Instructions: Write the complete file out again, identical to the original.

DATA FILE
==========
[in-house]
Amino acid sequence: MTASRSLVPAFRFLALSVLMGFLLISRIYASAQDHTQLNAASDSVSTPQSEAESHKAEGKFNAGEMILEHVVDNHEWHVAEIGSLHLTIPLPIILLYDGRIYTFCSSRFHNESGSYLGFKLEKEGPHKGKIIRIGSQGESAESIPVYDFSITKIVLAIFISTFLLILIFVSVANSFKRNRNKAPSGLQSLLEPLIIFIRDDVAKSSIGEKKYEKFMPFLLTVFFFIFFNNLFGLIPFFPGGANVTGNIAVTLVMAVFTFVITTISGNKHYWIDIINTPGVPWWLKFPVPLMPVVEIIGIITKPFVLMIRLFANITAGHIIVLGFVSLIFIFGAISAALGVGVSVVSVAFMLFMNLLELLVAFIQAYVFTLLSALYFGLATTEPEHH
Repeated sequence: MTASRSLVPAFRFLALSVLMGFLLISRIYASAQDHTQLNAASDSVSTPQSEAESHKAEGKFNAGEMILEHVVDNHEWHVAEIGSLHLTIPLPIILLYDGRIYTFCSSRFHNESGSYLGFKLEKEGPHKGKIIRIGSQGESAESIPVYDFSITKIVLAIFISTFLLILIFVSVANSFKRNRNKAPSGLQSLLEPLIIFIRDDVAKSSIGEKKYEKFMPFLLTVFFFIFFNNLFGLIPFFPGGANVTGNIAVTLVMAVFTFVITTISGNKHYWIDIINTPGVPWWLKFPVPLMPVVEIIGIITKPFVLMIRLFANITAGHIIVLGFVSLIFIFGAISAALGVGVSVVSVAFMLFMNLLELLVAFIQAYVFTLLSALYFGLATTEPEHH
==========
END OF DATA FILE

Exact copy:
[in-house]
Amino acid sequence: MTASRSLVPAFRFLALSVLMGFLLISRIYASAQDHTQLNAASDSVSTPQSEAESHKAEGKFNAGEMILEHVVDNHEWHVAEIGSLHLTIPLPIILLYDGRIYTFCSSRFHNESGSYLGFKLEKEGPHKGKIIRIGSQGESAESIPVYDFSITKIVLAIFISTFLLILIFVSVANSFKRNRNKAPSGLQSLLEPLIIFIRDDVAKSSIGEKKYEKFMPFLLTVFFFIFFNNLFGLIPFFPGGANVTGNIAVTLVMAVFTFVITTISGNKHYWIDIINTPGVPWWLKFPVPLMPVVEIIGIITKPFVLMIRLFANITAGHIIVLGFVSLIFIFGAISAALGVGVSVVSVAFMLFMNLLELLVAFIQAYVFTLLSALYFGLATTEPEHH
Repeated sequence: MTASRSLVPAFRFLALSVLMGFLLISRIYASAQDHTQLNAASDSVSTPQSEAESHKAEGKFNAGEMILEHVVDNHEWHVAEIGSLHLTIPLPIILLYDGRIYTFCSSRFHNESGSYLGFKLEKEGPHKGKIIRIGSQGESAESIPVYDFSITKIVLAIFISTFLLILIFVSVANSFKRNRNKAPSGLQSLLEPLIIFIRDDVAKSSIGEKKYEKFMPFLLTVFFFIFFNNLFGLIPFFPGGANVTGNIAVTLVMAVFTFVITTISGNKHYWIDIINTPGVPWWLKFPVPLMPVVEIIGIITKPFVLMIRLFANITAGHIIVLGFVSLIFIFGAISAALGVGVSVVSVAFMLFMNLLELLVAFIQAYVFTLLSALYFGLATTEPEHH